This is the first textbook introducing law to computer scientists. The book covers privacy and data protection law, cybercrime, intellectual property, private law liability and legal personhood and legal agency, next to introductions to private law, public law, criminal law and international and supranational law. It provides an overview of the practical implications of law, their theoretical underpinnings and how they affect the study and construction of
computational architectures. In a constitutional democracy everyone is under the Rule of Law, including those who develop code and systems, and those who put applications on the market. It is pivotal that computer scientists and developers get to know what law and the Rule of Law require. Before talking about
ethics, we need to make sure that the checks and balances of law and the Rule of Law are in place and complied with. Though it is focused on European law, it also refers to US law and aims to provide insights into what makes law, law, rather than brute force or morality, demonstrating the operations of law in a way that has global relevance. This book is geared to those who have no wish to become lawyers but are nevertheless forced to consider the salience of legal rights and obligations with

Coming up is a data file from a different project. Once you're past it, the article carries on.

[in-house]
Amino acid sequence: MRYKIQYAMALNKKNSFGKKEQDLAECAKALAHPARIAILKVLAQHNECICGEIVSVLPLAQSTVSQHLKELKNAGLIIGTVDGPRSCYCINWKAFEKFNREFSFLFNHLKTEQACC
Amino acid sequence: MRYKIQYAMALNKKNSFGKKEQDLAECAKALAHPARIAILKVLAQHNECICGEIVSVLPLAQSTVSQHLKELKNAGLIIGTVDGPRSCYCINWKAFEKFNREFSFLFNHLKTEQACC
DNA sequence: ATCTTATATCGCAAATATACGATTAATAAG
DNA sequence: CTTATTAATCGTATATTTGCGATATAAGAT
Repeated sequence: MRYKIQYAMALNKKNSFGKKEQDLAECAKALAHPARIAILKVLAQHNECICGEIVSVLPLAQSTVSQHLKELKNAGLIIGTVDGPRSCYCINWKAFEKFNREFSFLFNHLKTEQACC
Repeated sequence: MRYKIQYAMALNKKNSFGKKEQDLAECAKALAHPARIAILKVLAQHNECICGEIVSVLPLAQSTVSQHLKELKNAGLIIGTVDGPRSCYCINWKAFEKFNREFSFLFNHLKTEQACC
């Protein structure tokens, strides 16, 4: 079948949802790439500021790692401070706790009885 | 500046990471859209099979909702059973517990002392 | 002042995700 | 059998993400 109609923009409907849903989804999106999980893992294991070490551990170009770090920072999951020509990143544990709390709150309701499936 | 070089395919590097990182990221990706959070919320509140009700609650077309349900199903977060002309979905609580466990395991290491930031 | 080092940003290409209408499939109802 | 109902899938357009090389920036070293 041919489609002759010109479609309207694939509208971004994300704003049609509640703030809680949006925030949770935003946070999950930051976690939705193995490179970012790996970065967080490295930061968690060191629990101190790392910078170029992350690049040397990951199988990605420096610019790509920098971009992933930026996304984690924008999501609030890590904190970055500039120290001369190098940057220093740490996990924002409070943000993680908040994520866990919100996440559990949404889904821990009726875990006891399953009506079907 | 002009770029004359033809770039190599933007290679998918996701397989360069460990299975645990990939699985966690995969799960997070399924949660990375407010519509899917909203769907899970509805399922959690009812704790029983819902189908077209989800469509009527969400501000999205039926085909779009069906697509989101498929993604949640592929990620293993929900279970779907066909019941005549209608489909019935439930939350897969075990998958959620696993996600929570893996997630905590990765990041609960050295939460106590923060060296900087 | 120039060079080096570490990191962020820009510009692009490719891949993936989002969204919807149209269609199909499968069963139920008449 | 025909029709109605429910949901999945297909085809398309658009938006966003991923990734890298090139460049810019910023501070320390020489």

regard to the construction, maintenance and protection of computational artefacts.
This is an open access title available under the terms of a CC BY-NC-ND 4.0 International licence. It is offered as a free PDF download from OUP and selected open access locations.
Publisher: Oxford University Press
Number of pages: 336
Dimensions: 234 x 156 mm